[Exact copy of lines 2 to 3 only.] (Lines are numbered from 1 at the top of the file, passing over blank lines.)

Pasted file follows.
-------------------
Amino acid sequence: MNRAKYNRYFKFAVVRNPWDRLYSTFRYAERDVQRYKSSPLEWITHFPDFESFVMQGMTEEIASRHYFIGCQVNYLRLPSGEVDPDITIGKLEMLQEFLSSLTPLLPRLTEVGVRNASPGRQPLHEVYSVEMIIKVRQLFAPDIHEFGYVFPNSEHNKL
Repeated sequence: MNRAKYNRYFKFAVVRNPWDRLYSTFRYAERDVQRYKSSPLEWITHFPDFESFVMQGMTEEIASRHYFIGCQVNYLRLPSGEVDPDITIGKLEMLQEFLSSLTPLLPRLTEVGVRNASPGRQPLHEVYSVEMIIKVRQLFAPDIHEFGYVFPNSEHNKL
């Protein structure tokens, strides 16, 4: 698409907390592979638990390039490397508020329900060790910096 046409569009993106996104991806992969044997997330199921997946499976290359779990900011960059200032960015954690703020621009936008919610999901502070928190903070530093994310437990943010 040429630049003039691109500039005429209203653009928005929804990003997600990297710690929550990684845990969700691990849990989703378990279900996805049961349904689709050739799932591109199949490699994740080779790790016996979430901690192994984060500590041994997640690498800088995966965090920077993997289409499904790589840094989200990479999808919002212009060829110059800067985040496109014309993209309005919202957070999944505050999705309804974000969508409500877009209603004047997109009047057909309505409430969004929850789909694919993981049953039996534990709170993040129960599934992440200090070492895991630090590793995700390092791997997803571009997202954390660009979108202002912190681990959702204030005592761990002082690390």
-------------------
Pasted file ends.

Repeated sequence: MNRAKYNRYFKFAVVRNPWDRLYSTFRYAERDVQRYKSSPLEWITHFPDFESFVMQGMTEEIASRHYFIGCQVNYLRLPSGEVDPDITIGKLEMLQEFLSSLTPLLPRLTEVGVRNASPGRQPLHEVYSVEMIIKVRQLFAPDIHEFGYVFPNSEHNKL
């Protein structure tokens, strides 16, 4: 698409907390592979638990390039490397508020329900060790910096 046409569009993106996104991806992969044997997330199921997946499976290359779990900011960059200032960015954690703020621009936008919610999901502070928190903070530093994310437990943010 040429630049003039691109500039005429209203653009928005929804990003997600990297710690929550990684845990969700691990849990989703378990279900996805049961349904689709050739799932591109199949490699994740080779790790016996979430901690192994984060500590041994997640690498800088995966965090920077993997289409499904790589840094989200990479999808919002212009060829110059800067985040496109014309993209309005919202957070999944505050999705309804974000969508409500877009209603004047997109009047057909309505409430969004929850789909694919993981049953039996534990709170993040129960599934992440200090070492895991630090590793995700390092791997997803571009997202954390660009979108202002912190681990959702204030005592761990002082690390």